This May 17, 2021, photos shows a two-tone lobster that is a one-in-50 million find, according to the UNE Marine Sciences department. Credit: Courtesy of University of New England Marines Sciences Department

A rare two-tone lobster has been gifted to the University of New England’s Marine Science Center in Biddeford.

The distinct lobster is marked by a pattern that divides its body down the center. The right half of its tail and its front right claw are a bright orange color, while the other half of its body is brown. The condition is considered to be a one-in-50 million occurrence, according to the UNE Marine Science department.

The new lobster will join Banana, the rare yellow lobster who was donated to the university in February.

Staff have suggested that the new lobster be named “Banana Split,” in honor of Banana.

“We are honored that local lobstermen entrust these rare animals to UNE’s Marine Science Center where we will use them in our teaching and outreach activities,” said Markus Frederich, an assistant professor of marine sciences.

Maine lobstermen have caught a number of rare lobsters over the past few years. A Maine fisherman hauled in an extremely rare “ghost lobster” off the coast of Stonington in 2018 and a calico lobster was caught off the coast of Scarborough in the same year. This past October, a completely blue lobster was caught off the coast of Vinalhaven.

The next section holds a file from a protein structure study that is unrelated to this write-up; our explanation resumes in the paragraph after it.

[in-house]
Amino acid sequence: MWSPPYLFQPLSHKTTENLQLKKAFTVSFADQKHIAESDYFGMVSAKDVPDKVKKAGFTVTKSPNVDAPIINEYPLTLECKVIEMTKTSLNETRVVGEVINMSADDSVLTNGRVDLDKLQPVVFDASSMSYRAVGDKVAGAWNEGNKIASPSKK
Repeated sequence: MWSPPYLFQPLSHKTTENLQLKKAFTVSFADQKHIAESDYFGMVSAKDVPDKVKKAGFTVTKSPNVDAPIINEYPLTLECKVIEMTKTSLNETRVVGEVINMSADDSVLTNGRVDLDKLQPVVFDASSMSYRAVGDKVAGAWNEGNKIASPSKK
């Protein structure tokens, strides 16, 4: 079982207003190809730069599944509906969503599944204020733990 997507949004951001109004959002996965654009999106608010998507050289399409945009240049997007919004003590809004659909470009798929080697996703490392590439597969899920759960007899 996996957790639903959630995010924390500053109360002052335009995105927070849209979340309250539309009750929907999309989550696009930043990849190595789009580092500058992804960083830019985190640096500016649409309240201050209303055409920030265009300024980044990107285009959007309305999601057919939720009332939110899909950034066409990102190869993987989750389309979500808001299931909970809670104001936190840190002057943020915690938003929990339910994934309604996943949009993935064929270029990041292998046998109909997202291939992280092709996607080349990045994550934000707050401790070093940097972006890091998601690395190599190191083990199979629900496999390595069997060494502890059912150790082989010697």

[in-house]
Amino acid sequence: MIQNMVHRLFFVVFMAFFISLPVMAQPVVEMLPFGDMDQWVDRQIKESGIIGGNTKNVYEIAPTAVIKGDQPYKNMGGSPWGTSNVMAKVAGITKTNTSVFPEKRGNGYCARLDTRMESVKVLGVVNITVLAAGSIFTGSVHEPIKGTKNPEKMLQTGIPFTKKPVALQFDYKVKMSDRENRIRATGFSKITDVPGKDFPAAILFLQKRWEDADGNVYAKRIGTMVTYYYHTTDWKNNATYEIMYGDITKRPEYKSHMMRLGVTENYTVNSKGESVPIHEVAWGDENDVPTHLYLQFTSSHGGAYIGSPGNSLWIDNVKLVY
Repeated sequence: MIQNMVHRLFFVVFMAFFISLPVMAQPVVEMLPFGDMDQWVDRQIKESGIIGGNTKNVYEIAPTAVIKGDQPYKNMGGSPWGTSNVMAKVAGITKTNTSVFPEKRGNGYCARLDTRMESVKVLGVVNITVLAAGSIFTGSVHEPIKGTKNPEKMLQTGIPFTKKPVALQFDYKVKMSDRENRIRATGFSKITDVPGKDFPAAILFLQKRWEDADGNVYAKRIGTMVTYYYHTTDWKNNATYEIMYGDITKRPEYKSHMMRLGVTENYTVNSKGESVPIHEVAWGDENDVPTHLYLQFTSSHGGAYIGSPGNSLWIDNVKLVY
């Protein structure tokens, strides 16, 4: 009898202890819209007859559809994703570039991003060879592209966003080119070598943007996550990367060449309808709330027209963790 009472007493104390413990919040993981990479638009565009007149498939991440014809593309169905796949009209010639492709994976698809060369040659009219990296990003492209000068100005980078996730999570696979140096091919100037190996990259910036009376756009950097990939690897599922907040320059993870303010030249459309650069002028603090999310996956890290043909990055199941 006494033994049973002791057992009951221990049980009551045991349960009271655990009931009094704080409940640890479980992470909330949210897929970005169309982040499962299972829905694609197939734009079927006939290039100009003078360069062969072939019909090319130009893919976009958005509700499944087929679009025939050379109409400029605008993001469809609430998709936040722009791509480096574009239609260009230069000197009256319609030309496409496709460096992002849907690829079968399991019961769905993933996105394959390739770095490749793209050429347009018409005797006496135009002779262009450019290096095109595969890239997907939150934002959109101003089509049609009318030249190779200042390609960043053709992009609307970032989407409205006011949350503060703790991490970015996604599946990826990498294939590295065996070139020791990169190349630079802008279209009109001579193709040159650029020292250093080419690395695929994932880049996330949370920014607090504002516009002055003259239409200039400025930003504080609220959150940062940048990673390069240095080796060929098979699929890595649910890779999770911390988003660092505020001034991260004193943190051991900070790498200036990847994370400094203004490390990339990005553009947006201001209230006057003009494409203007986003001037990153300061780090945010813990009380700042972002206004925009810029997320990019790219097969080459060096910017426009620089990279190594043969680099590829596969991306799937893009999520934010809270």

Genetic variations in lobsters occur naturally, but the odds of catching a yellow, blue, calico or completely albino lobster are extremely low.

The chance of finding a blue lobster is one-in-two million, while finding a yellow lobster is a one-in-three million chance. Calico variations occur in approximately one out of every 30 million lobsters.

Meanwhile, the chances of finding an albino lobster are about one out of 100 million.

Leela Stockley

Leela Stockley is a journalism and anthropology student at the University of Maine, and will graduate in May. She was raised in northern Maine, and loves her cat Wesley and staying active in the Maine...